The Coast Guard’s Fiscal Year 2016 budget request falls $69 million short of fully funding the Offshore Patrol Cutter (OPC) and instead relies on a funding transfer authority that would let Department of Homeland Security leadership provide the additional funding if the program is deemed affordable and on track, Coast Guard Commandant Adm. Paul Zukunft told the House Appropriations Committee on Tuesday.
In a homeland security subcommittee hearing, Zukunft explained that the partial funding situation was necessary in part because the DHS budget needed to stay agile enough to respond to terrorist threats at home.
As a result, the ship class would receive just enough funding to wrap up the design phase – $18.5 million that “supports technical review and analysis of preliminary and contract design phase deliverables for the OPC project,” according to Coast Guard written testimony on its Fiscal Year (FY) 2016 budget request. The FY 2016 budget request from DHS includes language that would permit but not require a transfer of funding to the OPC program if it meets affordability requirements.
“The underlying criteria [for the funding transfer] is affordability,” the admiral stressed.
“We have adhered to very stable requirements. I’ve revisited those and I am convinced that we will be able to produce an affordable Offshore Patrol Cutter using fixed-price contracting. And we have three very highly incentivized contractors competing to get this largest contract in Coast Guard history.”
The OPC should cost around $484 million per ship, and the Coast Guard intends to buy 25 of them, according to a Congressional Research Service report. The Coast Guard in February 2014 awarded $65 million in design contracts to Bollinger Shipyards in Lockport, La., Eastern Shipbuilding in Panama City, Fla. and General Dynamics Bath Iron Works (BIW) in Bath, Maine, USNI News has reported.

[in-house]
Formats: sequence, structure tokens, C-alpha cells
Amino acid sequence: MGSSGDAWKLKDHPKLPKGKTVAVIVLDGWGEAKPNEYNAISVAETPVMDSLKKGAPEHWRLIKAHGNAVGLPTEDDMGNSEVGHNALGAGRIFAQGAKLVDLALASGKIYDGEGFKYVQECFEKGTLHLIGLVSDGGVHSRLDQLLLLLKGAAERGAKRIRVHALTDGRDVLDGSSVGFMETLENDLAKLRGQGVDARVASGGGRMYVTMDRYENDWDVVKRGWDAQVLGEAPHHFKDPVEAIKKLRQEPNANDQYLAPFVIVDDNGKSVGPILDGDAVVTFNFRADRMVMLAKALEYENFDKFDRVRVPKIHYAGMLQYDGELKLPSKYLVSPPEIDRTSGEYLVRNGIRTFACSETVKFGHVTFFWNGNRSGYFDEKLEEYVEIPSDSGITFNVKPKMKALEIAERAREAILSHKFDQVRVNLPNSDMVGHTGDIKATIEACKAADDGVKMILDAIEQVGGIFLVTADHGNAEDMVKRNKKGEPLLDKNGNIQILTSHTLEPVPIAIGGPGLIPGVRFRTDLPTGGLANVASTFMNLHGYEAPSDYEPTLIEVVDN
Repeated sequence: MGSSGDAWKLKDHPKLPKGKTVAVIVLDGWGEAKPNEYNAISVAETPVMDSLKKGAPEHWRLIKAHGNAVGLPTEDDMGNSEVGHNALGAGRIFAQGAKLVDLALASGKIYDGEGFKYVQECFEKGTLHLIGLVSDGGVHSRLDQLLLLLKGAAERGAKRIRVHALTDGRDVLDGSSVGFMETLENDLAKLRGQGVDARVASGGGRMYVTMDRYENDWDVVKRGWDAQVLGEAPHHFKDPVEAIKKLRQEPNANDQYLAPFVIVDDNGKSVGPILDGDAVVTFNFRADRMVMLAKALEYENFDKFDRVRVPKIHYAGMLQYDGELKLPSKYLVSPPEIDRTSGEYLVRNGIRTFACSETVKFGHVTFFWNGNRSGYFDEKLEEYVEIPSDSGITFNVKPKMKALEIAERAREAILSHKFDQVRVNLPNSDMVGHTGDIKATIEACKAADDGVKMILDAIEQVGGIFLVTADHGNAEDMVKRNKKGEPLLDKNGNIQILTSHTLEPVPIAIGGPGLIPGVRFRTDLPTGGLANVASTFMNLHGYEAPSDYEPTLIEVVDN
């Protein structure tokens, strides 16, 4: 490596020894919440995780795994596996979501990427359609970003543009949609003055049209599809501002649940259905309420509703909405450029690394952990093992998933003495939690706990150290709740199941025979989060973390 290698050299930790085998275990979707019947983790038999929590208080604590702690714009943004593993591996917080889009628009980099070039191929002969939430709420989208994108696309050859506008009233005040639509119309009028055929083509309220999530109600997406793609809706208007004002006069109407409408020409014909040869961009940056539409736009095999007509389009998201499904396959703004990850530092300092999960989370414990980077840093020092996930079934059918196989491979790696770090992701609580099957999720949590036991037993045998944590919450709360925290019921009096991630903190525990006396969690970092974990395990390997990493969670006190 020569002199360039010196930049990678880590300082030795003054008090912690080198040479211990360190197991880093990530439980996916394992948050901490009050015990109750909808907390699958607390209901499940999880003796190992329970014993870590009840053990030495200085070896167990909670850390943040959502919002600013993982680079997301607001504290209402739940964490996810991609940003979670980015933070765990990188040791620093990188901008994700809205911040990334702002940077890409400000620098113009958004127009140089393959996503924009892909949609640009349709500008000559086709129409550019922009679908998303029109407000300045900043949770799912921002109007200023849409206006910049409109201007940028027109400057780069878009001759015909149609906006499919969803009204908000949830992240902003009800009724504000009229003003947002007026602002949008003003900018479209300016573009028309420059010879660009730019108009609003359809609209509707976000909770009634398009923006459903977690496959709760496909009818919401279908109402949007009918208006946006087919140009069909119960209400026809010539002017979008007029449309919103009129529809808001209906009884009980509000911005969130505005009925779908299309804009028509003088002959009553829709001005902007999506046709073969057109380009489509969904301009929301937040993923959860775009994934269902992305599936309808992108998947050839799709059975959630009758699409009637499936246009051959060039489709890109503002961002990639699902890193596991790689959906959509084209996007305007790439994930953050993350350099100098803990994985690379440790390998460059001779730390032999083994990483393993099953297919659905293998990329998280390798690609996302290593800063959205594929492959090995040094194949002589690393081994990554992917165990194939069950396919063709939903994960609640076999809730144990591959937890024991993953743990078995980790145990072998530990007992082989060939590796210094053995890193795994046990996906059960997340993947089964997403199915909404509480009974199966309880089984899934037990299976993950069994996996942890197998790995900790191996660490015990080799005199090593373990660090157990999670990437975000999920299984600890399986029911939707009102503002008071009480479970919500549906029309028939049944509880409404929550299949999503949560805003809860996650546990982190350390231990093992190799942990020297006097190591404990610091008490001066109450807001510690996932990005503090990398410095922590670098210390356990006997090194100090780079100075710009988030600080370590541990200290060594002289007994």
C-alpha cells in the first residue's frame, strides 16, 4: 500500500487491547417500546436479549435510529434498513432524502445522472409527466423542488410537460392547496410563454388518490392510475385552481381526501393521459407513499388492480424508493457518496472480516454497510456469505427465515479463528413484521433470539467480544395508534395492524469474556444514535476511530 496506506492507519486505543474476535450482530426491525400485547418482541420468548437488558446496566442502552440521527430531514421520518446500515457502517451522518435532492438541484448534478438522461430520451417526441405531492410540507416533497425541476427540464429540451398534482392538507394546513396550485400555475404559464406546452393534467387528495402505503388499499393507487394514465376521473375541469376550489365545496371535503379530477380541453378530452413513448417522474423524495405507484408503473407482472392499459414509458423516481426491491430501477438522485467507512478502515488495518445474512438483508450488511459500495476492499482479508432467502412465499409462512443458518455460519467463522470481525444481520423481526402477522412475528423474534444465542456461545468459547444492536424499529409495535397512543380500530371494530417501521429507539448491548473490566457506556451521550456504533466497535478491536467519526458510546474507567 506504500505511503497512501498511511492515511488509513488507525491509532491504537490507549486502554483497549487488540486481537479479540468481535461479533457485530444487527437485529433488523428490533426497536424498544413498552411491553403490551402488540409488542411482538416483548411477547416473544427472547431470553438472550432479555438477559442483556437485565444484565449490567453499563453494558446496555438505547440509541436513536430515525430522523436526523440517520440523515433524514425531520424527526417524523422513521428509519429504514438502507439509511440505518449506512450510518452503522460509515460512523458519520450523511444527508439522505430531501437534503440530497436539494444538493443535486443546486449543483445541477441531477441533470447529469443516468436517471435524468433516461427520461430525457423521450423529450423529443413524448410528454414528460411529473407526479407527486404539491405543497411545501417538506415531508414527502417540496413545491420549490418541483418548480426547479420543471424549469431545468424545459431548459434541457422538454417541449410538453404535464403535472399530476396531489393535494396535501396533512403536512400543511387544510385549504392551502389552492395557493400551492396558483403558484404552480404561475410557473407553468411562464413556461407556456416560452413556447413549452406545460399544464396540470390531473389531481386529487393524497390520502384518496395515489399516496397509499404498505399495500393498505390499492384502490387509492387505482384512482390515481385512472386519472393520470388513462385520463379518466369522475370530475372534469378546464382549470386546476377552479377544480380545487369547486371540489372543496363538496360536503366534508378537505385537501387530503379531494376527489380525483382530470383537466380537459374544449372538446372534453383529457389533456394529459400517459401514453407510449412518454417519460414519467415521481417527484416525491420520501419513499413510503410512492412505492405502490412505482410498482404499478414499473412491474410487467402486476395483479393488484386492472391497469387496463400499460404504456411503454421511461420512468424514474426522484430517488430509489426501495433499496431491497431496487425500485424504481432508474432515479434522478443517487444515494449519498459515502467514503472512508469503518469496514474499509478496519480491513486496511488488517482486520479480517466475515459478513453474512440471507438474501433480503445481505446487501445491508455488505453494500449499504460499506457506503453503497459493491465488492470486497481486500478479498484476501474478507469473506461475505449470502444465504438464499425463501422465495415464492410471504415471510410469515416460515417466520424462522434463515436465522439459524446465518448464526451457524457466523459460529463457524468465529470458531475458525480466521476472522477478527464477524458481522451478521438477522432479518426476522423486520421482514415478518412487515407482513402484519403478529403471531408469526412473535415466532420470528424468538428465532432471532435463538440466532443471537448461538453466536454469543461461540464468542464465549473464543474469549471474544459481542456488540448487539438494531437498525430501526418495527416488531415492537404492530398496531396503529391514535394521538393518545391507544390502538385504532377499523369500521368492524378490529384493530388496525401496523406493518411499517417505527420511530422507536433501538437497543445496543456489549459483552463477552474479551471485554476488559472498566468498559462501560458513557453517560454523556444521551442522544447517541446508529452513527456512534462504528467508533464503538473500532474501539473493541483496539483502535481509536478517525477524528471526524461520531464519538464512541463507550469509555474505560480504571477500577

The congressmen seemed unhappy with the partial funding strategy, given that Zukunft said repeatedly the program must stay on track. The Coast Guard hopes to award a construction contract by the fourth quarter of FY 2016 in order to have the first cutter procured in FY 2017 and operating in the fleet by 2021. The legacy Medium Endurance Cutter classes are 50 years old now and cannot remain operational much longer.
“We are on the side of the Coast Guard, this subcommittee, on both sides of the aisle, trying to get you the adequate ships on the sea,” subcommittee chairman Rep. John Carter (R-Texas) told the commandant.
Subcommittee ranking member Rep. Lucille Roybal-Allard (D-Calif.) voiced concerns about the strategy as well, questioning “the likelihood that the department would actually use” the transfer authority to fund the OPC later in the fiscal year. She asked Zukunft, “if there is a reasonable expectation that more funding for the OPC would be needed, why not just include the funding in the request?”
Zukunft responded that “clearly counterterrorism in the homeland is always a highest priority for our Department of Homeland Security. But at the same time, so is recapitalizing in the Coast Guard in the Offshore Patrol Cutter.”
He did not complain about the funding strategy but did hint at a workaround, saying that “the transfer authority would be very critical for us to meet this very important timeline, short of an additional appropriation for full funding to move this project forward.”